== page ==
Improvement of high-voltage staircase drive circuit waveform for high-intensity therapeutic ultrasound

Satoshi Tamano, Hayato Jimbo, Takashi Azuma, Shin Yoshizawa, Keisuke Fujiwara, Kazunori Itani, Shin Ichiro Umemura

Research output: Contribution to journalArticlepeer-review

7 Citations (Scopus)


Recently, in the treatment of diseases such as cancer, noninvasive or low-invasive modality, such as high-intensity focused ultrasound (HIFU), has been put into practice as an alternative to open surgery. HIFU induces thermal ablation of the target tissue to be treated. To improve the efficiency of HIFU, we have proposed a "triggered-HIFU" technique, which uses the combination of a short-duration, high-voltage transmission and a longduration, medium-voltage transmission. In this method, the transmission device must endure high peak voltage for the former and the high timeaverage power for the latter. The triggered-HIFU sequence requires electronic scanning of the HIFU focus to maximize its thermal efficiency. Therefore, the transmission device must drive an array transducer with the number of elements on the order of a hundred or more, which requires that each part of the device that drives each element must be compact. The purpose of this work is to propose and construct such a transmission device by improving the staircase drive circuit, which we previously proposed. The main point of improvement is that both N and P MOSFETs are provided for each staircase voltage level instead of only one of them. Compared with the previous ultrasonic transmission circuit, high-voltage spikes were significantly reduced, the power consumption was decreased by 26.7%, and the transmission circuit temperature rise was decreased by 14.5 °C in the triggered-HIFU heating mode.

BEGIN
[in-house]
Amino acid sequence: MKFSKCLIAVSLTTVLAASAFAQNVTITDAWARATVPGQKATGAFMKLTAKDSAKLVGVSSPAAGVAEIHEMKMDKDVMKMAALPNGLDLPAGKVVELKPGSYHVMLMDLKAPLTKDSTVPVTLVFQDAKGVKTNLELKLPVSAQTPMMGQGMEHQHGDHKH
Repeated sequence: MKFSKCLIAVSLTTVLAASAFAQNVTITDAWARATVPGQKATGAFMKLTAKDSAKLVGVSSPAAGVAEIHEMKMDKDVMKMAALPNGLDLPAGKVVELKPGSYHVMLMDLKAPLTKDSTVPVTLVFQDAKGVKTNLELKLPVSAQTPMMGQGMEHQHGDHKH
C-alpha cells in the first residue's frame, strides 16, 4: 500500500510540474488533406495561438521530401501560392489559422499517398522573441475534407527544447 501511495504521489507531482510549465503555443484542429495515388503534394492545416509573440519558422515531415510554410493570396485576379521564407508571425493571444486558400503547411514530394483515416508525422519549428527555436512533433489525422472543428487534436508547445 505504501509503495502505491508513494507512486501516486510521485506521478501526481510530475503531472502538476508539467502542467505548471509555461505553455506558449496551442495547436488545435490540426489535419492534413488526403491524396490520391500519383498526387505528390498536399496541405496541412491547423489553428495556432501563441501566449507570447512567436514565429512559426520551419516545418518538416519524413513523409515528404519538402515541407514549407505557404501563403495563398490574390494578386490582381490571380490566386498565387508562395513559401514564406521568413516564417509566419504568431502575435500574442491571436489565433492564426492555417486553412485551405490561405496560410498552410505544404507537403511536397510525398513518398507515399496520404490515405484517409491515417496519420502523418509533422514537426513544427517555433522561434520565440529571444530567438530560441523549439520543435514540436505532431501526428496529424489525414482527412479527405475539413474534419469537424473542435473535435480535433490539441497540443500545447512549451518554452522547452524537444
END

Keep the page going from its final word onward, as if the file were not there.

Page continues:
Original languageEnglish
Article number07KF17
JournalJapanese journal of applied physics
Issue number7
Publication statusPublished - 2016 Jul

ASJC Scopus subject areas

  • Engineering(all)
  • Physics and Astronomy(all)


Dive into the research topics of 'Improvement of high-voltage staircase drive circuit waveform for high-intensity therapeutic ultrasound'. Together they form a unique fingerprint.

Cite this